Several beneficial rhizospheric microorganisms, such as arbuscular mycorrhizal fungi (AMF) and Plant Growth Promoting Rhizobacteria (PGPR), can improve the tolerance of plants to water deficiency and other environmental stresses. In this work the addition to soil of selected rhizospheric microbial consortia was tested in order to increase tolerance to drought stress of maize crops. One consortium was a mixture of AMF fungi and PGPR isolated from an arid soil of Senegal and selected under osmotic stress conditions (M1); the other consortium was an unspecific commercial product (M2). The soil microbial populations and the root infection by AMF were affected by the inoculation with both consortia. Plant gas exchange parameters were positively affected by inoculation, with different responses depending on the consortium. A higher tolerance of plants to water deficiency stress was reached with consortium M1. Improvement of the mineral nutrients content of leaves and of the biomass yield was also recorded. It is concluded that the use of microbial inocula of rhizospheric microorganisms specifically selected for drought tolerance can be suitable for agronomical applications, aimed at improving the crop growth and yielding performances under low water availability.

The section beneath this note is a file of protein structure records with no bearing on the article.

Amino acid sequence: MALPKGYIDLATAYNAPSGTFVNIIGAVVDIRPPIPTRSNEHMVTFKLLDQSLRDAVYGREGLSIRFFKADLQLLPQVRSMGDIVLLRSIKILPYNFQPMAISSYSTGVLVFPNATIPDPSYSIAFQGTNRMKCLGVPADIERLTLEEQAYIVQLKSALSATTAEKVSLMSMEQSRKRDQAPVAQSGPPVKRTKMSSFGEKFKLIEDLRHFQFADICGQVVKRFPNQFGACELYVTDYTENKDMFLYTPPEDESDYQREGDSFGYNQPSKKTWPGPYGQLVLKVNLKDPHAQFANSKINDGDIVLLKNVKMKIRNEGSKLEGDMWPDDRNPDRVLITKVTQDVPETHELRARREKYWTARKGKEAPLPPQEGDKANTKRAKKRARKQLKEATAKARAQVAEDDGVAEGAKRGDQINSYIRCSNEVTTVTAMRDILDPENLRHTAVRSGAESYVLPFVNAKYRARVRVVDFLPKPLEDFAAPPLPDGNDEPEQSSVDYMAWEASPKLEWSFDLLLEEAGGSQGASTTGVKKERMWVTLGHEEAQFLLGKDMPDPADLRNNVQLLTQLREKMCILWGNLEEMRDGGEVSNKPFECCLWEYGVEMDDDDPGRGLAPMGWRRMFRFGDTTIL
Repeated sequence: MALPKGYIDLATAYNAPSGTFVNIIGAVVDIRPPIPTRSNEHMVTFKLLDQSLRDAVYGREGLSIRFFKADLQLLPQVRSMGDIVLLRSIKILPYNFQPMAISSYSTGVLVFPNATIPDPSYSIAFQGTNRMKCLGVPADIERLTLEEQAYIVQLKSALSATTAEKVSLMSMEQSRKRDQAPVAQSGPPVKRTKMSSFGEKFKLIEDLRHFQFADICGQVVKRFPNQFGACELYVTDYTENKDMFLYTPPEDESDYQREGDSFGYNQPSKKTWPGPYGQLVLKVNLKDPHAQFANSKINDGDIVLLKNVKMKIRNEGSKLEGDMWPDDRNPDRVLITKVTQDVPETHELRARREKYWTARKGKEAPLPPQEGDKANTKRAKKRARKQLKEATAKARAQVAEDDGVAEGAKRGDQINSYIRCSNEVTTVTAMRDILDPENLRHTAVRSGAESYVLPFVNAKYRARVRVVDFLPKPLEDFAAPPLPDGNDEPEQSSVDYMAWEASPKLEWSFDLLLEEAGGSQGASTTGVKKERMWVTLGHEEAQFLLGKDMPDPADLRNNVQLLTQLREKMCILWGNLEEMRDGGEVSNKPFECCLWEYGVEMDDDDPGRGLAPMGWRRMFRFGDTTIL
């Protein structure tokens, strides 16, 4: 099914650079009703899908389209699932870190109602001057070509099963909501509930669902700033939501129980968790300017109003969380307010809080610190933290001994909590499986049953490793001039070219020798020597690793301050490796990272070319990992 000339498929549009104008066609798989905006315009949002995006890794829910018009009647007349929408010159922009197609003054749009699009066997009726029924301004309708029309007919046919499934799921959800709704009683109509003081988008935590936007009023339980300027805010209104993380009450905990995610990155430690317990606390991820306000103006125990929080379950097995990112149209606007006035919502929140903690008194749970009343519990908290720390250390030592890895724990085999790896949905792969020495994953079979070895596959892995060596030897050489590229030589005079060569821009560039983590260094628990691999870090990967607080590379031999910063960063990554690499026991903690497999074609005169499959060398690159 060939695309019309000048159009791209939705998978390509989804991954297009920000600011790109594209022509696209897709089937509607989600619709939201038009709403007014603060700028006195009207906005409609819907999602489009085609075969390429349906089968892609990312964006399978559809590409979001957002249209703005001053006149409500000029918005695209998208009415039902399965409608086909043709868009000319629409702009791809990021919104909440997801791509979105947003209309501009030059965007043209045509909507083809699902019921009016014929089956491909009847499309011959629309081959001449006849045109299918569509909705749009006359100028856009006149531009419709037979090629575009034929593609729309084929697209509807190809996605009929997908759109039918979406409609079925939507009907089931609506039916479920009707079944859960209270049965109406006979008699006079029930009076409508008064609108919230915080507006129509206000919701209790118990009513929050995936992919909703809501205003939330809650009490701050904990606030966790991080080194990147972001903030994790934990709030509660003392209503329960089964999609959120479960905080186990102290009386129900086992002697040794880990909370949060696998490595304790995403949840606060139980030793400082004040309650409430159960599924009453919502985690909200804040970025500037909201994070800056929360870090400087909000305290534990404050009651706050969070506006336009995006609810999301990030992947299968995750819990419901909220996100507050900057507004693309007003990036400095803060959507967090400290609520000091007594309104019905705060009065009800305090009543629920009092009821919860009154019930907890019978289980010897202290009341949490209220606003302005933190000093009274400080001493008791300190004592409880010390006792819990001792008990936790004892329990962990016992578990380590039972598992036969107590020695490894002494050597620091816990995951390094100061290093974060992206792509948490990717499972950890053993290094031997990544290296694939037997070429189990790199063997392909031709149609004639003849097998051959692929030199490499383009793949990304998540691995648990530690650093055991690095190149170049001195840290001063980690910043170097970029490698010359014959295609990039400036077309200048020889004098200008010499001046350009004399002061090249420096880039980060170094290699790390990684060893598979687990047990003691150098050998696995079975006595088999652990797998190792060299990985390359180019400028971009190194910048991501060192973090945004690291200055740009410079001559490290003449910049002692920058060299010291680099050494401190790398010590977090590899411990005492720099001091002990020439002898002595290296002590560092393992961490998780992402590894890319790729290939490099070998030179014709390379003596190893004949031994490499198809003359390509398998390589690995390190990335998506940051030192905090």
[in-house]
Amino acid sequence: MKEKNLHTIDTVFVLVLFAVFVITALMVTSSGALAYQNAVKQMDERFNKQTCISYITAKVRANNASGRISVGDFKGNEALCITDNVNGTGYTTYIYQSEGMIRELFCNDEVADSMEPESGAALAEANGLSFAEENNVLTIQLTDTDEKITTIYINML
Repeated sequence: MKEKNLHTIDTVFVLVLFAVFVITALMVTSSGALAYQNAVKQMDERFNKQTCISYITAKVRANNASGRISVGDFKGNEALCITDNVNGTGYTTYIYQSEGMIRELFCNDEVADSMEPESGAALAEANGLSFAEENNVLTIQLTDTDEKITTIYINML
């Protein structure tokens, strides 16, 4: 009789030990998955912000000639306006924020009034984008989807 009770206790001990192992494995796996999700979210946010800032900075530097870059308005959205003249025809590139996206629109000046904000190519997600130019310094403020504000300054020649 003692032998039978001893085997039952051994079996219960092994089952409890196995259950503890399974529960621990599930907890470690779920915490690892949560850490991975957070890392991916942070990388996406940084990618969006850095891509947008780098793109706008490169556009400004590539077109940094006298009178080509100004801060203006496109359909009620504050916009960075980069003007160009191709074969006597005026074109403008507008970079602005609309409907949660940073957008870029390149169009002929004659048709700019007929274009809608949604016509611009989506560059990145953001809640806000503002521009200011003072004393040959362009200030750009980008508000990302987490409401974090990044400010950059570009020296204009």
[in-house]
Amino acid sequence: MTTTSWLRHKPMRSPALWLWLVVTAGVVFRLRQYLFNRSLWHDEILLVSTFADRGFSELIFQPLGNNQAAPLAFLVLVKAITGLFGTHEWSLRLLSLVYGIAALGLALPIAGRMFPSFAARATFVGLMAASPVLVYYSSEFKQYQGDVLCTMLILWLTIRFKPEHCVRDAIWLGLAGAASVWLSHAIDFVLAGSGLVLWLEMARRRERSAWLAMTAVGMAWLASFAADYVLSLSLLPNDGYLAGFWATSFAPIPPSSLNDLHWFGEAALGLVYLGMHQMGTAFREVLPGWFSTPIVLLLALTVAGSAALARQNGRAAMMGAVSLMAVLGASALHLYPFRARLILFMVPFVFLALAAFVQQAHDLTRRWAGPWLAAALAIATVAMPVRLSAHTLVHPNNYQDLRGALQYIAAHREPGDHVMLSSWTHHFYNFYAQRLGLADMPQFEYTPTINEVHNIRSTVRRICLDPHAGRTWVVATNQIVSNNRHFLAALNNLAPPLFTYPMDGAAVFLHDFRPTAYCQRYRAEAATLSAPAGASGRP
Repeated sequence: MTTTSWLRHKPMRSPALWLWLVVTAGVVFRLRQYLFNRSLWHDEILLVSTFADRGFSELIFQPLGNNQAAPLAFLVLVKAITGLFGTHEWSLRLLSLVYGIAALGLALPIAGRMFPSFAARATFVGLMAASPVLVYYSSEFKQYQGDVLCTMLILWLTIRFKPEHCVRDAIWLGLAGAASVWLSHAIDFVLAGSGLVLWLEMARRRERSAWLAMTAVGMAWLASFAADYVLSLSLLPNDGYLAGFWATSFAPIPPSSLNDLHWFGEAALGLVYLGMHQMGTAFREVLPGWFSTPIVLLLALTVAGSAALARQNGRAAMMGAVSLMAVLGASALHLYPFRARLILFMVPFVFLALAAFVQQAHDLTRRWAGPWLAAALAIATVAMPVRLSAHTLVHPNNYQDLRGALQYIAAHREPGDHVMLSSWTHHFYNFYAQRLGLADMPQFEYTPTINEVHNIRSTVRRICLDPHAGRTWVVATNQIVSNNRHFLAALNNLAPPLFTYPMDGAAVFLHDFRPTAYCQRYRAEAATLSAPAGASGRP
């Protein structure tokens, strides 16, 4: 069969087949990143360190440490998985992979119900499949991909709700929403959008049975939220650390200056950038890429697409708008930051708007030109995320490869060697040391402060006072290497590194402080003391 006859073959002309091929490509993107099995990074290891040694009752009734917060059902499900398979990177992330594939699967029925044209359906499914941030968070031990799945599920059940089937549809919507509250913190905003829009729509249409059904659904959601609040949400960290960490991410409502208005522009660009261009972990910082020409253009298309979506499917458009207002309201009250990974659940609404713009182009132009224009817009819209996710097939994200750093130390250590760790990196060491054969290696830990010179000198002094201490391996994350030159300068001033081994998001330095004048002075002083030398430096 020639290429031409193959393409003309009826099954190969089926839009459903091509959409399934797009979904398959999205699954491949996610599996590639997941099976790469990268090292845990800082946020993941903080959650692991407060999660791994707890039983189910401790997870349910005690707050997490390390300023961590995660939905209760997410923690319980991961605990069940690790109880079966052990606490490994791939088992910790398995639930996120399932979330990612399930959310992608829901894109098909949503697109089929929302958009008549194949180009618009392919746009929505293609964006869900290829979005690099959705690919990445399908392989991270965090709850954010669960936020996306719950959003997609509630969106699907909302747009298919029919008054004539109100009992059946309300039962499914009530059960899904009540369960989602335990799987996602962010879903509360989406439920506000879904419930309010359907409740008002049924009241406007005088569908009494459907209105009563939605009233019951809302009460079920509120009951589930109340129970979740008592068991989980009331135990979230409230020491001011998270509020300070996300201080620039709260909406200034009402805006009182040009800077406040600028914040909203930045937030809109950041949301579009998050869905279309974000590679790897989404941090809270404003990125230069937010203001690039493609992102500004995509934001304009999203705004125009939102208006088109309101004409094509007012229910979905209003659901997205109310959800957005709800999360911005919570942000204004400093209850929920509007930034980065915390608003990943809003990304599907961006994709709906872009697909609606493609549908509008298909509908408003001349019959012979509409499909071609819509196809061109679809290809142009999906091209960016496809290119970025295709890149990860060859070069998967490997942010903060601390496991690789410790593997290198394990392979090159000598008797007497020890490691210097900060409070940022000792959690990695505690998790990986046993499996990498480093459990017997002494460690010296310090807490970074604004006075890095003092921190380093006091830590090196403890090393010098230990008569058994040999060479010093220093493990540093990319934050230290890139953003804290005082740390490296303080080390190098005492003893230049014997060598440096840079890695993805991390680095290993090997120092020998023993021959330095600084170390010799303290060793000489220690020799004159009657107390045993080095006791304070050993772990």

|Autori:||Zoppellari, F.;Malusà, E.;Chitarra, W.;Lovisolo, C.;Spanna, F.;Bardi, L.|
|Data di pubblicazione:||2014|
|Titolo:||Improvement of drought tolerance in maize (Zea mays L.) by selected rhizospheric microorganisms|
|Rivista:||ITALIAN JOURNAL OF AGROMETEOROLOGY|
|Appare nelle tipologie:||1.1 Articolo in rivista|